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Not exactly a dark and stormy night, but nonetheless: a strange, far place in a strange, far time, distant buttes with low, wet clouds hanging across their rumpled white faces and long, straight highways running somewhere close to forever. In a settled land, the truly wild places are where nobody is looking anymore. This was a wild place.
Enigmatic sign pointing west.
Why did the eagle die? Did anyone remember? Some did, but they weren't talking.
Red dirt road perpendicular to the highway, heading into the short grass and disappearing over a low rise a half mile out.
Other signs, every thirty miles or so, pointing to other roads hinting travel through invisible walls and into other times. If you had a vehicle with enough stamina, maybe turn off on one of them, just for the hell of it. We've all had a fleeting urge to do that.
That's what Carlisle McMillan did. He was in no hurry, a traveler without design, a temporary drifter by his own choice. After turning his tan Chevy pickup off westbound pavement onto what the locals called Wolf Butte Road, he headed south past the Dead Eagle Canyon sign. After a while, he stopped his truck and got out, miles from the nearest little town.
Late August cool. Mist. Carlisle McMillan stood there for a few moments, boots becoming grass wet, sky water on his face and hands.
Easy wind came, went, came again. Silence. Cattails bending, yellow clover riffling as the wind chose. Like a film without a sound track—the silence—only deeper. More like a stone coffin at nightfall when the mourners have left and dirt has been shoveled over you.
The Cheyenne believed this was sacred ground. Sweet Medicine said it was so. The hawk sitting thirty fence posts south of Carlisle McMillan believed it. Anyone who happened on this place believed it. The smart money would come with food and water, perhaps a sleeping bag, in case an engine failed or a tire relented and the spare was empty. For nothing out here cared about you, that much was clear. Nothing cared whether you lived or died or paid your bills or danced on warm Pacific beaches and made love afterward. There was nothing except silence and wind, and they would be here long after your passing.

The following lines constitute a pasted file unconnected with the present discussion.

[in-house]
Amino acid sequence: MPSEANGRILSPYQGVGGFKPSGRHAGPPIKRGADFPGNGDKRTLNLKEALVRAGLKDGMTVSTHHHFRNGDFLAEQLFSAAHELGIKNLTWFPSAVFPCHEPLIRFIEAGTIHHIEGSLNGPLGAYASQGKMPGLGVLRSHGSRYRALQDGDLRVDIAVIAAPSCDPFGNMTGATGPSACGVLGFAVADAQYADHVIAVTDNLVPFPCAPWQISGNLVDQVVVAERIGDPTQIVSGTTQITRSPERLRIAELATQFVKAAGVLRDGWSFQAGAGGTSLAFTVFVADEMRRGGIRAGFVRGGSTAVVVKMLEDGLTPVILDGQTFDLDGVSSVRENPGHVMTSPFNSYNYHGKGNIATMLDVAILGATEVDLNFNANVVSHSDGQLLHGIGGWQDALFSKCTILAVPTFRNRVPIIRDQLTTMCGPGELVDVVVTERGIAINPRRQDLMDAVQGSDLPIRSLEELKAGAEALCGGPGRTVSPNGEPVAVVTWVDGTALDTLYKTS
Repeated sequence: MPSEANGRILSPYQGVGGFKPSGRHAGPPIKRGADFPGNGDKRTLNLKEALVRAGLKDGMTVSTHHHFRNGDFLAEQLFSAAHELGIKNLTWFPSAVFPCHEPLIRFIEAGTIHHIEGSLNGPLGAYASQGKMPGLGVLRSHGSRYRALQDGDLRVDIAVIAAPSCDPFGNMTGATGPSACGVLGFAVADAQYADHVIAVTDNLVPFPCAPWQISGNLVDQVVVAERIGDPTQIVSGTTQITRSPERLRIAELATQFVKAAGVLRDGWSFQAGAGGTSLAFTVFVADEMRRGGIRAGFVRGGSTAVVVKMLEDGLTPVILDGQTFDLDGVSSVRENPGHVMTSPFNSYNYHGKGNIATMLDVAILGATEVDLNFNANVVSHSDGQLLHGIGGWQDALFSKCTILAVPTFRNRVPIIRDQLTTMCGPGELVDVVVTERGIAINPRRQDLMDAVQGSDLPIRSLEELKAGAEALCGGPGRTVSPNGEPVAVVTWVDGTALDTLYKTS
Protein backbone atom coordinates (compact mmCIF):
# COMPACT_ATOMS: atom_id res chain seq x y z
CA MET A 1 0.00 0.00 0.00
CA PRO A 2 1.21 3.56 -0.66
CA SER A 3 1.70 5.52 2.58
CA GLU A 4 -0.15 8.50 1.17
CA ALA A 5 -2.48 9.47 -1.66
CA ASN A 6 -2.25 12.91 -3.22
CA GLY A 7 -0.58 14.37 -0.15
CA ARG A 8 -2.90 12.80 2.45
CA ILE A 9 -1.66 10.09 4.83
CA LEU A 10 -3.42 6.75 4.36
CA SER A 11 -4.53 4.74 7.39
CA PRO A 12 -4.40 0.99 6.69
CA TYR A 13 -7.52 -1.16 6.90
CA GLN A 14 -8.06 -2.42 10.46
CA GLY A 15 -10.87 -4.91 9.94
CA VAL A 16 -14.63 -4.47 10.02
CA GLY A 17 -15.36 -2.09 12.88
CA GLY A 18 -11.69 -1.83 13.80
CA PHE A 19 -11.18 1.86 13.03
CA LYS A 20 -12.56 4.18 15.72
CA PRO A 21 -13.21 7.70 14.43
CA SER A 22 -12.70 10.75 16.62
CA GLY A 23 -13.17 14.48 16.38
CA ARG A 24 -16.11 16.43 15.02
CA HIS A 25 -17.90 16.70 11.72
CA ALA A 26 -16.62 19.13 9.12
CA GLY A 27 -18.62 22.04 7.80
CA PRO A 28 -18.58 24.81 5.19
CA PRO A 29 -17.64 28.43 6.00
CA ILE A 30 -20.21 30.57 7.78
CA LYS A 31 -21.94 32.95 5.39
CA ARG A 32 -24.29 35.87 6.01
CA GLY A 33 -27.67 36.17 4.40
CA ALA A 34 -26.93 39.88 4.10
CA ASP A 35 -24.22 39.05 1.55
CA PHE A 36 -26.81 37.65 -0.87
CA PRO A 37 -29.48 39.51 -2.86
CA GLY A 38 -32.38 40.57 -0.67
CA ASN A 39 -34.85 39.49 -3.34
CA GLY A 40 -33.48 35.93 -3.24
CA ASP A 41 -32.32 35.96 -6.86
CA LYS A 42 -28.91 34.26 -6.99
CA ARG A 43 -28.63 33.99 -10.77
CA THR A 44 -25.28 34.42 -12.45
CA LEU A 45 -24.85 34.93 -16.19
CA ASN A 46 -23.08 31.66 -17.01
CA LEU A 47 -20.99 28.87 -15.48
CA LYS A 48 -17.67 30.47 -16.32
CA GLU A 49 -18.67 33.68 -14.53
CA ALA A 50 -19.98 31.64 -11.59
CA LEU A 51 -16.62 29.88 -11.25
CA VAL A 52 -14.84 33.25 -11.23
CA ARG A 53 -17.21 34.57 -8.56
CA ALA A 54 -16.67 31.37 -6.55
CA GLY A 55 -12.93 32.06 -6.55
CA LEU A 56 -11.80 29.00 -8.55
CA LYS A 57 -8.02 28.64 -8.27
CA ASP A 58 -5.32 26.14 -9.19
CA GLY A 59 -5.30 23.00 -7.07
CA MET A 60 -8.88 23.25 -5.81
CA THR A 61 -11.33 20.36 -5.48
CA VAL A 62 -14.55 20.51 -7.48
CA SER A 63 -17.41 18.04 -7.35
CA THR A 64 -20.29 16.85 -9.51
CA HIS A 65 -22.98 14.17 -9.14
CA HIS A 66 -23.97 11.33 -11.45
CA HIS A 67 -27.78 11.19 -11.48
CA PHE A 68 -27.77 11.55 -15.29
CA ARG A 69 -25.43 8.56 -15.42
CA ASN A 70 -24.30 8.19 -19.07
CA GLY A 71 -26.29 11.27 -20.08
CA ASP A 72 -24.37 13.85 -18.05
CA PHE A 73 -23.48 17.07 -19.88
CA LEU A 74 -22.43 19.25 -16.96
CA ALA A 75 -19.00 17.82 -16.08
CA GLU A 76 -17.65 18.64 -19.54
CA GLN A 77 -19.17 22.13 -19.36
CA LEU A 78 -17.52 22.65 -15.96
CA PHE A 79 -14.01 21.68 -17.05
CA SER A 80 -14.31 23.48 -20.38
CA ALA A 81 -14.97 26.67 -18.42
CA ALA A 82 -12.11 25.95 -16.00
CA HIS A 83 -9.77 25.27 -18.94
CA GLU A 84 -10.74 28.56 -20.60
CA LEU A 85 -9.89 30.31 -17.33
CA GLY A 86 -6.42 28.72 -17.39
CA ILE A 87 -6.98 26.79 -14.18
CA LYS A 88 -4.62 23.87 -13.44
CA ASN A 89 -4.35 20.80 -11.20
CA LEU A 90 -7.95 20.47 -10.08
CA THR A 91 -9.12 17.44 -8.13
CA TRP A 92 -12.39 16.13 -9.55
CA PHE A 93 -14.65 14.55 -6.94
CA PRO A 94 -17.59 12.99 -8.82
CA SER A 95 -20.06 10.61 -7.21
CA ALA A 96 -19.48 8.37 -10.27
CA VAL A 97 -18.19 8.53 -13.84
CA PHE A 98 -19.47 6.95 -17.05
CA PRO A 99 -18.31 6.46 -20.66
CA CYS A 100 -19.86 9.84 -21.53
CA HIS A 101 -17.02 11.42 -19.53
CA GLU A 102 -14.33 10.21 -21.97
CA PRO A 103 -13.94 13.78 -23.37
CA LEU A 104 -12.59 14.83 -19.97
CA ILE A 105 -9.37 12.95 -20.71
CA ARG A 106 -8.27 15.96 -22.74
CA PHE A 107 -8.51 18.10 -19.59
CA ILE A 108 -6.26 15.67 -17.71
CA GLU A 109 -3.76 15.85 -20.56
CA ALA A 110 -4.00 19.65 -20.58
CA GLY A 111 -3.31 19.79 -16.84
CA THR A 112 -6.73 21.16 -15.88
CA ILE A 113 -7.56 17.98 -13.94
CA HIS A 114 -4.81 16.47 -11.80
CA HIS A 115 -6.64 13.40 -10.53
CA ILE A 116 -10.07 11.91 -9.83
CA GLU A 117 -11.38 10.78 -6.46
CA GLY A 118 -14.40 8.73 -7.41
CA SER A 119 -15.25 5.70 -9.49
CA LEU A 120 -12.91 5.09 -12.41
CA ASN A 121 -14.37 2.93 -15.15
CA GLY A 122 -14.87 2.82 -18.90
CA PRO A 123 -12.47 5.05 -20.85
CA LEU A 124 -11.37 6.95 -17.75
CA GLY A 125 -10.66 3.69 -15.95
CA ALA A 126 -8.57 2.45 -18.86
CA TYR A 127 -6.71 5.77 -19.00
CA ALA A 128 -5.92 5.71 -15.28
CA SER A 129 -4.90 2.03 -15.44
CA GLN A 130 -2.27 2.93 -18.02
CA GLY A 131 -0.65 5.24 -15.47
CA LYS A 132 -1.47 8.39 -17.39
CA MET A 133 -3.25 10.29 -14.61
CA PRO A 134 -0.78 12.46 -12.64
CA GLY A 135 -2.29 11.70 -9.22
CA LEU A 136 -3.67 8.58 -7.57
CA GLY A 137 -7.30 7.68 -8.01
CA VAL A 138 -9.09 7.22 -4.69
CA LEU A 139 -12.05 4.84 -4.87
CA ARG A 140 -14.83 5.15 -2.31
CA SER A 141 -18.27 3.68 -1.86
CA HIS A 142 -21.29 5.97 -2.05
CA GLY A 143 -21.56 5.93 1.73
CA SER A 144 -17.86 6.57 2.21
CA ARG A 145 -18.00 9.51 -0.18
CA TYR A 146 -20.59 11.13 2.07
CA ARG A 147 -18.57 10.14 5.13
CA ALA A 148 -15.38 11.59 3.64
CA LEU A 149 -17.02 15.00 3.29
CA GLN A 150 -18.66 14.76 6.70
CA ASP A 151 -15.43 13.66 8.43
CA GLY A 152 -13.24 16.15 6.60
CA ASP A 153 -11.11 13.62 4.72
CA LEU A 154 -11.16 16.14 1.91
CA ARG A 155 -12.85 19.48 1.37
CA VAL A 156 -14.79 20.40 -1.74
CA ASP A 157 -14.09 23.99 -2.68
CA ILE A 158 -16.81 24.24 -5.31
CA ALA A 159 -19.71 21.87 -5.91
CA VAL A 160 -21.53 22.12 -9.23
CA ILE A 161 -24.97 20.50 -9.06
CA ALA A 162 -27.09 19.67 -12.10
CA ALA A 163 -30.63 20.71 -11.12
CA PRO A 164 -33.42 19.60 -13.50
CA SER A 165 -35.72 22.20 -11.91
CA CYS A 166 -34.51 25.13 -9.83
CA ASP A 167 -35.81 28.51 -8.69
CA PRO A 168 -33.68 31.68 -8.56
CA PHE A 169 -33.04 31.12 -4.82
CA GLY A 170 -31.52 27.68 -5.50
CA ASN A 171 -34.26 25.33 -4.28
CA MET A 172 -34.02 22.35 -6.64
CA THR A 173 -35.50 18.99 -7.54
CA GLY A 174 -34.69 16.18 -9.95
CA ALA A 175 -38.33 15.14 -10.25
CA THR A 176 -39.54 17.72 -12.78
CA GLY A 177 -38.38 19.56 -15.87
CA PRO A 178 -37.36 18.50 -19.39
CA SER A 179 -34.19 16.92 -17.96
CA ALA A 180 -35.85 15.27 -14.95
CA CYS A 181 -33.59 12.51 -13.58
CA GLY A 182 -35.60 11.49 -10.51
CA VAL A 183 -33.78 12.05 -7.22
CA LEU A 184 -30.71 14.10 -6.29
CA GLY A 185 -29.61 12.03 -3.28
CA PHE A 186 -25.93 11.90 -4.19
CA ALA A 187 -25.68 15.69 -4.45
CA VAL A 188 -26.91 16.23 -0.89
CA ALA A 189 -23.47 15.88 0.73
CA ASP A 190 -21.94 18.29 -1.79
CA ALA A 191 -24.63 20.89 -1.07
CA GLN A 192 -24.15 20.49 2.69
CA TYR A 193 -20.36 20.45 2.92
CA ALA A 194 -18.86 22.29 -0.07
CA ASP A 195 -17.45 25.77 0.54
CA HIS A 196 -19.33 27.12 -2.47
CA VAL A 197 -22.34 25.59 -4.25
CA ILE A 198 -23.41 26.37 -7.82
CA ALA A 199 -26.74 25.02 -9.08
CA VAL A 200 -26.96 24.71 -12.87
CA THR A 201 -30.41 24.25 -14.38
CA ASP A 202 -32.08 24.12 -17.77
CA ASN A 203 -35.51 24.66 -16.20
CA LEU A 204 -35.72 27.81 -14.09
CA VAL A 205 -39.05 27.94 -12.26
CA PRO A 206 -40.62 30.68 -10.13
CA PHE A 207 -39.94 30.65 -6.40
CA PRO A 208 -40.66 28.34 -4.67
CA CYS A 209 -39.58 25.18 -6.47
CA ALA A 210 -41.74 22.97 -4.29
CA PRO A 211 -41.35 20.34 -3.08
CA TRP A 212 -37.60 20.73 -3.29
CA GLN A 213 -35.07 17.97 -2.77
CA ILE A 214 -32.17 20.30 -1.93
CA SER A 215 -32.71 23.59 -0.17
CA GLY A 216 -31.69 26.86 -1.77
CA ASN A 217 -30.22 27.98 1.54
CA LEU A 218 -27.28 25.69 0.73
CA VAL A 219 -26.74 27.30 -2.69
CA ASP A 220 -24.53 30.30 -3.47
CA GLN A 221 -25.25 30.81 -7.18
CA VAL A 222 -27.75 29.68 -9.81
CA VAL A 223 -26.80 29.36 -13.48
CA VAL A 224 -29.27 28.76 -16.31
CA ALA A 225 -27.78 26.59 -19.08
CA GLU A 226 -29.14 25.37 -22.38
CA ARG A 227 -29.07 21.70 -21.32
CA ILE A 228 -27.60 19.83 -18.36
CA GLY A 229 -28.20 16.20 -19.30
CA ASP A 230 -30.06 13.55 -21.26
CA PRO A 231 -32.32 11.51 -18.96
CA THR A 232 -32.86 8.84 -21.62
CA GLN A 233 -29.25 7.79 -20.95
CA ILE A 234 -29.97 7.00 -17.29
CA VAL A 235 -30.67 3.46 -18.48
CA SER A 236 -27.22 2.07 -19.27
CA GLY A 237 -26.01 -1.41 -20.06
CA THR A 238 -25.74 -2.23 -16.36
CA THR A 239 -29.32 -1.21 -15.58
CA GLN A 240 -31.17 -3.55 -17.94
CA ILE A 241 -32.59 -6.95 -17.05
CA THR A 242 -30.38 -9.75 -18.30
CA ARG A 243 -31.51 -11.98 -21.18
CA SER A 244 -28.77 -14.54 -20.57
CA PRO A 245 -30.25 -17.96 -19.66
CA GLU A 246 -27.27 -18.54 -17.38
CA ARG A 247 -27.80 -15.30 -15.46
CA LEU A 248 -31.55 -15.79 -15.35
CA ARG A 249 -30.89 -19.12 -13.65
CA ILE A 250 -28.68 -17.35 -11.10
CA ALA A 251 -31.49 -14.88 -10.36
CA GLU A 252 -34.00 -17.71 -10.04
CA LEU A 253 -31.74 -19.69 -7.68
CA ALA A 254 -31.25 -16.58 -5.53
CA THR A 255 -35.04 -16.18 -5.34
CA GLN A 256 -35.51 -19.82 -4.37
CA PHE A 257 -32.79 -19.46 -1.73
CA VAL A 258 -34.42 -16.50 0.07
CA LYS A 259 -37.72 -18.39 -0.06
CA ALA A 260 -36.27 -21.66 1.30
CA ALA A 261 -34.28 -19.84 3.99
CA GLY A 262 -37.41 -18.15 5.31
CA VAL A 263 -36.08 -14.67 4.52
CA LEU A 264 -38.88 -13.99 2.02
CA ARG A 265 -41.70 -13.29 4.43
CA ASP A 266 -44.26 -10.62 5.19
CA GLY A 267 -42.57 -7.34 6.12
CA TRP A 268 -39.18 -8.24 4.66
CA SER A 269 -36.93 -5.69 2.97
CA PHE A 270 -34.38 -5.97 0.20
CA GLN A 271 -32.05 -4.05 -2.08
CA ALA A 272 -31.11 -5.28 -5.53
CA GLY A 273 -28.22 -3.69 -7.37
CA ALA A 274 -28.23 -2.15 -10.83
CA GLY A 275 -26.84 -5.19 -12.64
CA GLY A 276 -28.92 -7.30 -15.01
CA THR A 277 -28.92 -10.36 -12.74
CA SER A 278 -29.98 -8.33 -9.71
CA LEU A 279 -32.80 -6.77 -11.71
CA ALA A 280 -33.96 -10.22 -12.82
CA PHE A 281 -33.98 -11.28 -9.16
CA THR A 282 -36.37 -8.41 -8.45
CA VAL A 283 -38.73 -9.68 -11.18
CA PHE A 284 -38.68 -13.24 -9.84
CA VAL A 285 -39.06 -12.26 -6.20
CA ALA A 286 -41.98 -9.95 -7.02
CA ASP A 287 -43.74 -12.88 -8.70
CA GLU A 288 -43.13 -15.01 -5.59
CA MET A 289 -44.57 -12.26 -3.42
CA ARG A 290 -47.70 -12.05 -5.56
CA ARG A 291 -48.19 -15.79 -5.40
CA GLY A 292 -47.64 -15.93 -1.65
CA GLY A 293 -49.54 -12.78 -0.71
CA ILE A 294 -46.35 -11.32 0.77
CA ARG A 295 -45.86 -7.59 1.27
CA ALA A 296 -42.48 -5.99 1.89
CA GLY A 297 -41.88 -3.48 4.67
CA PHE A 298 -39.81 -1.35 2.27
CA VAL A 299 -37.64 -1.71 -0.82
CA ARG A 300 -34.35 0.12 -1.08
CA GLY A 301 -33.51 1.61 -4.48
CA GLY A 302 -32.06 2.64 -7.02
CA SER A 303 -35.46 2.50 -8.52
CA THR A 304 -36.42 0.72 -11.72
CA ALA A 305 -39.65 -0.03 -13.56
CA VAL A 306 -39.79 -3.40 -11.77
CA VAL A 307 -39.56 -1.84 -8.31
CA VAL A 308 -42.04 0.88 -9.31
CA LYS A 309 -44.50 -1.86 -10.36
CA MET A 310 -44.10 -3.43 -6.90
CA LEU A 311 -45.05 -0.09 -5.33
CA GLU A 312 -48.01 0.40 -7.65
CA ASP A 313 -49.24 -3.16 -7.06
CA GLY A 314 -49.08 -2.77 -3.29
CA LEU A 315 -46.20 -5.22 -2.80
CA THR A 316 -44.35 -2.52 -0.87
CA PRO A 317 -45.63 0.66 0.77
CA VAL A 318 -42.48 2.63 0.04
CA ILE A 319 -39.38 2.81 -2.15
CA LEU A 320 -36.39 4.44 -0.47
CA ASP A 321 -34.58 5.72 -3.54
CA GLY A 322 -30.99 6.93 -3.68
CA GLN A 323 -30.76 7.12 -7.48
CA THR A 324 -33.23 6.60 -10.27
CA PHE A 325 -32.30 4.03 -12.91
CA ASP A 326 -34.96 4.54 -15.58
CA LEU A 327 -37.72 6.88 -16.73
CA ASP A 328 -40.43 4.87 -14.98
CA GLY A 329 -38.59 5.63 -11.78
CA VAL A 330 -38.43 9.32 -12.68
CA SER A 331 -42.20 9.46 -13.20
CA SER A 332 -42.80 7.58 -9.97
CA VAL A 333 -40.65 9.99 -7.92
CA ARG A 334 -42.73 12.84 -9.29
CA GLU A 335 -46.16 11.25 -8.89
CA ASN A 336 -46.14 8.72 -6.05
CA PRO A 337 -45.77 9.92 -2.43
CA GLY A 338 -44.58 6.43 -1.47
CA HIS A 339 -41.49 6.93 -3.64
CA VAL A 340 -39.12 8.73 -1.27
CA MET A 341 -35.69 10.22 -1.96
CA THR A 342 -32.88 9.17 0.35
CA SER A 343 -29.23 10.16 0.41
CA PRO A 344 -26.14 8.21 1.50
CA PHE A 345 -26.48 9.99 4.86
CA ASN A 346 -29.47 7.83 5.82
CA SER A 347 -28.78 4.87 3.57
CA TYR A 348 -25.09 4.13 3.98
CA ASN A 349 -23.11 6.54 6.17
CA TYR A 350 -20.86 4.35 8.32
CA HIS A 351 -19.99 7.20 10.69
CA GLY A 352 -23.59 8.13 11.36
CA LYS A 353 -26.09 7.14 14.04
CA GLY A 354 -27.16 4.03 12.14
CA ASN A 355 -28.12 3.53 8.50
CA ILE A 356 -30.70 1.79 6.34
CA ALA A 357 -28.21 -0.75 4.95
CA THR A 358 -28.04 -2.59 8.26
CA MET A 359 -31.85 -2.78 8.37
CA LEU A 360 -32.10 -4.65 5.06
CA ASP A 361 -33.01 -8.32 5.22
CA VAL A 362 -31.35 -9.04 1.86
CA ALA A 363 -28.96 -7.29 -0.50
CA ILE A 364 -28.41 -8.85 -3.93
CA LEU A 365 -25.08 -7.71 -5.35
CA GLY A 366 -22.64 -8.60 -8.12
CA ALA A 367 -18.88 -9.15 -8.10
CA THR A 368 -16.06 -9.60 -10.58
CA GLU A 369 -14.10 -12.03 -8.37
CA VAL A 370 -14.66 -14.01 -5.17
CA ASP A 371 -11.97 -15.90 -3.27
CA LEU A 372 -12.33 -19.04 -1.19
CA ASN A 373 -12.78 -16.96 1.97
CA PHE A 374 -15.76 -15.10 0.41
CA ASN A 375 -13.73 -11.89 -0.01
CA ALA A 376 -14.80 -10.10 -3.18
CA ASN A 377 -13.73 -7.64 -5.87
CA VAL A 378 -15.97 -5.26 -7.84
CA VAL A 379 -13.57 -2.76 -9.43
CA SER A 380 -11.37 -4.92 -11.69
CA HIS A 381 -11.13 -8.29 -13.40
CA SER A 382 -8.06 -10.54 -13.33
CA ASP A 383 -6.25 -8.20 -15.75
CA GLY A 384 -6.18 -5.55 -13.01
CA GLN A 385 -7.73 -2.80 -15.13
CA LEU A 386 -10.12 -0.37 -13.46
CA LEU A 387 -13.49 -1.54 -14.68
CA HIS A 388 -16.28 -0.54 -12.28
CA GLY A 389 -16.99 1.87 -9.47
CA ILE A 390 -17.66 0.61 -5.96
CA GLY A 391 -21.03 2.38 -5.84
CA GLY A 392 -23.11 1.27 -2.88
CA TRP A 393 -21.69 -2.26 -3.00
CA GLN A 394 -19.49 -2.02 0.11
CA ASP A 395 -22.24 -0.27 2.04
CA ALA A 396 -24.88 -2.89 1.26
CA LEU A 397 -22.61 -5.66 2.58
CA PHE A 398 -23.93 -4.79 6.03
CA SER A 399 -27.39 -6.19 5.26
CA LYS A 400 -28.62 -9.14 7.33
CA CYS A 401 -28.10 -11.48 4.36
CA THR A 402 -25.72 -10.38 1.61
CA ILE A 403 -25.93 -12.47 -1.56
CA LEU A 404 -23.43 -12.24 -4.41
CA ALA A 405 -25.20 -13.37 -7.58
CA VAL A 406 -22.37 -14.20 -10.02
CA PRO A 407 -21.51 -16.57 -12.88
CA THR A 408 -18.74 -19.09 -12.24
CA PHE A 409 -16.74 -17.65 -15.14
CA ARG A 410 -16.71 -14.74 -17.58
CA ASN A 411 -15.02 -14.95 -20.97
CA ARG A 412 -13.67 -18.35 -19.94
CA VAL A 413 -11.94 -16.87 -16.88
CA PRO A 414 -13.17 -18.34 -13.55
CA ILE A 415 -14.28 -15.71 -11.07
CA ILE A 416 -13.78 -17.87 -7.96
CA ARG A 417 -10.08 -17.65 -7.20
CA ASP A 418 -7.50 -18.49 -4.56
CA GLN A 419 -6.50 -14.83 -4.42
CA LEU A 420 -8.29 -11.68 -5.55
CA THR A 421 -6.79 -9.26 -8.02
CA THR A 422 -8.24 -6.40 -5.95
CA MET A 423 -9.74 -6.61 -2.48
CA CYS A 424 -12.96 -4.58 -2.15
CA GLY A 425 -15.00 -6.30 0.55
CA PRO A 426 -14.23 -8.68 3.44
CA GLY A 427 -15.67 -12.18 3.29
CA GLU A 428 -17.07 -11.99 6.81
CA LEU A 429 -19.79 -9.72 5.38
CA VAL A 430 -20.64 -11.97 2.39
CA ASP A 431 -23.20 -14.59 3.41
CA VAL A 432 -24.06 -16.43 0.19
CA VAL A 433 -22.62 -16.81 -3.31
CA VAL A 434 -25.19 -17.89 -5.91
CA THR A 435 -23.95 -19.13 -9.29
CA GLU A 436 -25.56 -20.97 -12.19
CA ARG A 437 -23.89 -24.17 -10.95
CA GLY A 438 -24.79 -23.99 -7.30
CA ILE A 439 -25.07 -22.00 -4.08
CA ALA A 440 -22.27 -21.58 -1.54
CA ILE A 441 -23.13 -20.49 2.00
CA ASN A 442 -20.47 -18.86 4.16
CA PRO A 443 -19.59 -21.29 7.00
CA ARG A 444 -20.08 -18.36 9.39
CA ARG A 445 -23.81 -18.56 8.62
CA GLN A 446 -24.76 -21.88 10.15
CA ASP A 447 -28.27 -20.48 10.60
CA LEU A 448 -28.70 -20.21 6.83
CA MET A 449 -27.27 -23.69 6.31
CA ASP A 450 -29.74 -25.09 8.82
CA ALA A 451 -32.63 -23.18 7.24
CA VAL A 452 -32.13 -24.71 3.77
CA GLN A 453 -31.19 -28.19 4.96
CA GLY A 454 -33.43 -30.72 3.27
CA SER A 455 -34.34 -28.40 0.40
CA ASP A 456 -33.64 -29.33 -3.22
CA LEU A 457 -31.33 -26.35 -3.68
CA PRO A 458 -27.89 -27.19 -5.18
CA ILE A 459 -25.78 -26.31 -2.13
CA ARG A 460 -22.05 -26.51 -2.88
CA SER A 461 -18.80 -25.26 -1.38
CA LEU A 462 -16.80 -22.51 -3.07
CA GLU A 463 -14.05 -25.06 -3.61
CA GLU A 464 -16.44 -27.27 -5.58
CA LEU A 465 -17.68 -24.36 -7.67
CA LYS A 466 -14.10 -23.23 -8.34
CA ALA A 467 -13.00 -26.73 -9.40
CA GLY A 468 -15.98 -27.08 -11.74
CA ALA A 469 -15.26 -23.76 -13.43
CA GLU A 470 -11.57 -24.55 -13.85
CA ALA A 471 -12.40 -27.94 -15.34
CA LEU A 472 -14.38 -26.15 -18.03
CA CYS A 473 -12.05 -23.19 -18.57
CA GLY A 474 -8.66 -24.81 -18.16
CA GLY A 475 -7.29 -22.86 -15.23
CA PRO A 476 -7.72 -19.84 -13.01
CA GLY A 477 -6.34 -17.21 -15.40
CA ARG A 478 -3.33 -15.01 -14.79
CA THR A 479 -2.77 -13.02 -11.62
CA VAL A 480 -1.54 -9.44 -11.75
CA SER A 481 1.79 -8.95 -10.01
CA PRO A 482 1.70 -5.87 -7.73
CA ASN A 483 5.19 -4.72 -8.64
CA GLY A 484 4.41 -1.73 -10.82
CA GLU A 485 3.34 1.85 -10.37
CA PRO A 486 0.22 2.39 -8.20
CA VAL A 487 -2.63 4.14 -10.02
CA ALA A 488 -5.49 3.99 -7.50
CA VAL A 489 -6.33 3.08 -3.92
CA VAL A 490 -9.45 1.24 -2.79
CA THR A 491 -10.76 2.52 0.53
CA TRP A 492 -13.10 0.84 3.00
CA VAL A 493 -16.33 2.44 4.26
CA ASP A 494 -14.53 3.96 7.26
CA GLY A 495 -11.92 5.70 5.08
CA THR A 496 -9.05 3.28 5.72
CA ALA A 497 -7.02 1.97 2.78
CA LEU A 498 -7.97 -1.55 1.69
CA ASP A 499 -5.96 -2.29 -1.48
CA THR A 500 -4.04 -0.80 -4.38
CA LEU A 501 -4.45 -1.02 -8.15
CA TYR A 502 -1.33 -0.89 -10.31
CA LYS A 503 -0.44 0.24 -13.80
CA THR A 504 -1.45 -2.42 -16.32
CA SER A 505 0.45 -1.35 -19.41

The Early Ones were buried here in mounds, giving the appearance of sea roll to the prairie. They shuffled across the old land bridges from Asia when the continents were connected in the high north. A century ago, others were buried in this place. Buried where they fell in the wars of Manifest Destiny, the great westward push. You could still find metal buttons from cavalry tunics if you scuffled around in the gravel and looked close. Other things, too, old knife handles, human shoulder bones splintered by lance and bullet, pipe stems. If you dug, you would find more, a lot more.
Six inches behind Carlisle McMillan's left rear tire was a tunic button half buried in the mud. The winds of a hundred springs uncovered the button, rain washed it into a creek. The creek carried it onto a sandbar. A bird picked it up and flew toward a nest, dropping it when it turned out to be hard and tasteless. That particular button once fastened the coat of Trooper Jimmy C. Knowles, Seventh Cavalry, who rode behind a man they called Son of the Morning Star. Trooper Knowles thought well of his yellow-haired general and aspired to be a cut-and-paste copy of him. He would have ridden into hell with Son of the Morning Star. And he eventually did.
If you can get past the wind, listen beyond the silence, there are old sounds reverberating here. Distant bugles, squeak of cavalry leather, maybe the low thrum of time itself. And faint images of old riders from a long time ago, mounted on fine Appaloosas, breaking from the shadows of Dead Eagle Canyon, running hard across the roll of green prairie, and turning their ponies for autumn, steam coming from muzzles and mouths.